This idea takes into account something that’s basically been accepted in Harry Potter fandom—that the Sorting Hat chooses based on what traits a kid values, not necessarily what he or she portrays. This is why, for example, Hermione was put into Gryffindor and not Ravenclaw, despite her obvious intelligence. As early as the first book, Hermione clearly values bravery over intelligence: “Books! And cleverness! There are more important things—friendship and bravery,” she says to Harry at one point.
Hermione, therefore, according to the SHC system, is a Gryffindor Primary and a Ravenclaw Secondary. (Hermione’s sorting is an interesting one, with some really great dialogue here by Inky and Kat.)
The multi-layered system that SHC proposes means that “Aang, the heroic pacifist protagonist from Avatar the Last Airbender, shares most of his Houses with HP’s Lord Voldemort.” The complexity that Inky and Kat have managed to both describe and ascribe to both fictional characters outside of Harry Potter and to real people looking for a way to define themselves is one of the best parts of this system.
In addition to the meta focused just on analyzing the Houses and better ways to understand them, SHC also has taken on sorting characters from canons as assorted as The Chronicles of Narnia to Veronica Mars. On top of that, Inky and Kat are more than happy to explain their decisions and debate them with an incredibly open mind. They’re devoted to their method, for very good reasons.
Another popular trend in Harry Potter fandom regarding Houses is the introduction of hybrids. These often have similarities to the Primary/Secondary method proposed by Sorting Hat Chats, but are a bit less analysis-heavy and sort of just funner to say. The possible hybrid Houses are usually called Ravenpuff/Huffleclaw, Gryfferin/Slytherdor, Slytherpuff/Hufferin, Huffledor/Gryffinpuff, Slytherclaw/Raverin, and Gryffinclaw/Ravendor, with devotees usually either choosing which name of the two appeals to them or which aligns more with their Primary/Secondary sorting, even if they’re not familiar with that meta. For example, I consider myself a Huffleclaw, because I’m Primary Hufflepuff and Secondary Ravenclaw.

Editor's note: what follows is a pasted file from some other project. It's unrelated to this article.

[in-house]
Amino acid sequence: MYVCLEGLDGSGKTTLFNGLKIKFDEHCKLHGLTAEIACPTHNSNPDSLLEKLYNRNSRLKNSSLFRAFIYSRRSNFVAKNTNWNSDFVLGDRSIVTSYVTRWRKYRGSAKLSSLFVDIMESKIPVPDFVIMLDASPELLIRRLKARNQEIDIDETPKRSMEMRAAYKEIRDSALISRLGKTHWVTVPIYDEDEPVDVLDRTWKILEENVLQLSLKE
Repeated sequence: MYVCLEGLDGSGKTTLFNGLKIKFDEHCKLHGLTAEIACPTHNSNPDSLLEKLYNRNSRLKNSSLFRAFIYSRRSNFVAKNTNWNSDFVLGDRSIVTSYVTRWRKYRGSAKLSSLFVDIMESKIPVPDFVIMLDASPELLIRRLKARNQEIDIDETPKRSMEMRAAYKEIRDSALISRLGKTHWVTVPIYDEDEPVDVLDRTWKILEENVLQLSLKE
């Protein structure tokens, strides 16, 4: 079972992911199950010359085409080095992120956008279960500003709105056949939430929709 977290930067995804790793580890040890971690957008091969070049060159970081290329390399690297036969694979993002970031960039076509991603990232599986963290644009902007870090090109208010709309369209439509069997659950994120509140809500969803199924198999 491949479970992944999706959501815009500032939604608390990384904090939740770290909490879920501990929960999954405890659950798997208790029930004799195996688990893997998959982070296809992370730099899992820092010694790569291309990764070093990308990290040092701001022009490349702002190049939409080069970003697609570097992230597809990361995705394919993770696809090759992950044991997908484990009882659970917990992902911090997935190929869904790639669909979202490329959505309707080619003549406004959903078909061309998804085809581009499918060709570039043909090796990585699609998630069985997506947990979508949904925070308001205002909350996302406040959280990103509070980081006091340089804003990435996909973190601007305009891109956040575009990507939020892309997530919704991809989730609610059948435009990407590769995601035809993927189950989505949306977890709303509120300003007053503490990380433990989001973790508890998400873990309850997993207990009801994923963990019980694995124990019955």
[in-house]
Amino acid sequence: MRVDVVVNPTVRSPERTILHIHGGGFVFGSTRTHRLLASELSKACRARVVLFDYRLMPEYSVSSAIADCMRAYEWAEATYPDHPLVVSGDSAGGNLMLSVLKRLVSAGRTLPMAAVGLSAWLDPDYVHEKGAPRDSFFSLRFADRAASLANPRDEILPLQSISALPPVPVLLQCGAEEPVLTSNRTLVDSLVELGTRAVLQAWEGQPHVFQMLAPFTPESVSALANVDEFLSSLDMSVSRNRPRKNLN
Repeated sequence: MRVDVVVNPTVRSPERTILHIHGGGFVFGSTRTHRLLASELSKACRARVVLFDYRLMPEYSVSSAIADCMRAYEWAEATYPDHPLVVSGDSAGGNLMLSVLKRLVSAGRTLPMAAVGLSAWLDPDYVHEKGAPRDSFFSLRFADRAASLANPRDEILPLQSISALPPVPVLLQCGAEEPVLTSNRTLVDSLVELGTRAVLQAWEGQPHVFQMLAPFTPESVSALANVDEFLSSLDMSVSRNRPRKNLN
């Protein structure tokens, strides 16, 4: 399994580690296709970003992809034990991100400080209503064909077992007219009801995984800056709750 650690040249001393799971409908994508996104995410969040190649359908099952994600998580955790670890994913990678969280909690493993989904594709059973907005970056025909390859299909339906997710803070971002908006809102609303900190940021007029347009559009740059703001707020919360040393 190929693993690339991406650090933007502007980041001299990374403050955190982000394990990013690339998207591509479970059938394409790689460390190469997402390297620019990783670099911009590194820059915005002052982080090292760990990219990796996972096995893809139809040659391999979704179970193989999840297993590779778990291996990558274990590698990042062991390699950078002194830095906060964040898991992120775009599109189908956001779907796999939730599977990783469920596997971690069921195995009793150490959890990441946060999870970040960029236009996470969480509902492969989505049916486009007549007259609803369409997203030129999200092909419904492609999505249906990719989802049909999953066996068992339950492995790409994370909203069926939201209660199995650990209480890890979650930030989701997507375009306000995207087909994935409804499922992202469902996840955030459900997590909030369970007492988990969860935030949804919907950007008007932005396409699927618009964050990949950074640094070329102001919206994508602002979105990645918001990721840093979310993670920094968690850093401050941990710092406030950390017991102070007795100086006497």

Since this method of Sorting actually introduces “new” Houses, some fans like to imagine accompanying dormitories, colors, and even animals. Tumblr has definitely glommed onto the hybrid House theory, with hundreds of posts coming up for each new mashed-up name.
Hybrid Houses also offer an interesting alternative to Hatstalls, a new concept introduced by Rowling in June. Hatstalls are a rare occurrence when the Sorting Hat takes more than five minutes to sort someone. The only known official Hatstalls were Minerva McGonagall and Peter Pettigrew who, respectively, would’ve probably fit perfectly into Ravendor and Gryfferin. Reported near Hatstalls were Filius Flitwick (Ravendor), Gilderoy Lockhart (Slytherclaw), Hermione Granger (Gryffinclaw), Neville Longbottom (Gryffinpuff), and Harry Potter (Gryfferin).
Interestingly enough, true Hatstalls only occur around once every 50 years, but plenty of Harry Potter fans consider themselves too complex to fit neatly into one House—but, then again, we don’t have the Sorting Hat to make the right choice for us.
What do you think about Primary and Secondary Houses, Hybrid Houses, or Hatstalls? Do you fit nicely into one of the four canon Houses, or is a mix more suitable for you? Let us know what you think in the comments!